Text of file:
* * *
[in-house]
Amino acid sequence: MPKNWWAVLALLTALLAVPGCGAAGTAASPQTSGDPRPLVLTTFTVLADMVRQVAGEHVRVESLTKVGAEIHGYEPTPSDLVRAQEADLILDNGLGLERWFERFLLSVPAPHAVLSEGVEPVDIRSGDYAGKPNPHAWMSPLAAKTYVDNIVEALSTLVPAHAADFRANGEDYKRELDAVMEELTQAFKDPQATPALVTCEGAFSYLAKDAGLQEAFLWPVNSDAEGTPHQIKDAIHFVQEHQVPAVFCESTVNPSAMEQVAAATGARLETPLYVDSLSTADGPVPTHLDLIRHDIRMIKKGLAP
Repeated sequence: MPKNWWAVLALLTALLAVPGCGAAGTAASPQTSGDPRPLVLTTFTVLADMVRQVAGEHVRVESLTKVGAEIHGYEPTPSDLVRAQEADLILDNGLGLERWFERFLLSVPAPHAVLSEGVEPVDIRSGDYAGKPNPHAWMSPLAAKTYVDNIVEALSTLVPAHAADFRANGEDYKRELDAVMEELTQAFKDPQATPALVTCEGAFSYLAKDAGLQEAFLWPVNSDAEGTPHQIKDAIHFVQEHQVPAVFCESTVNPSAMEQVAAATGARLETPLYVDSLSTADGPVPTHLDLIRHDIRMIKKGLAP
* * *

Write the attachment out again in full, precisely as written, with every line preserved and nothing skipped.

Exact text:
[in-house]
Amino acid sequence: MPKNWWAVLALLTALLAVPGCGAAGTAASPQTSGDPRPLVLTTFTVLADMVRQVAGEHVRVESLTKVGAEIHGYEPTPSDLVRAQEADLILDNGLGLERWFERFLLSVPAPHAVLSEGVEPVDIRSGDYAGKPNPHAWMSPLAAKTYVDNIVEALSTLVPAHAADFRANGEDYKRELDAVMEELTQAFKDPQATPALVTCEGAFSYLAKDAGLQEAFLWPVNSDAEGTPHQIKDAIHFVQEHQVPAVFCESTVNPSAMEQVAAATGARLETPLYVDSLSTADGPVPTHLDLIRHDIRMIKKGLAP
Repeated sequence: MPKNWWAVLALLTALLAVPGCGAAGTAASPQTSGDPRPLVLTTFTVLADMVRQVAGEHVRVESLTKVGAEIHGYEPTPSDLVRAQEADLILDNGLGLERWFERFLLSVPAPHAVLSEGVEPVDIRSGDYAGKPNPHAWMSPLAAKTYVDNIVEALSTLVPAHAADFRANGEDYKRELDAVMEELTQAFKDPQATPALVTCEGAFSYLAKDAGLQEAFLWPVNSDAEGTPHQIKDAIHFVQEHQVPAVFCESTVNPSAMEQVAAATGARLETPLYVDSLSTADGPVPTHLDLIRHDIRMIKKGLAP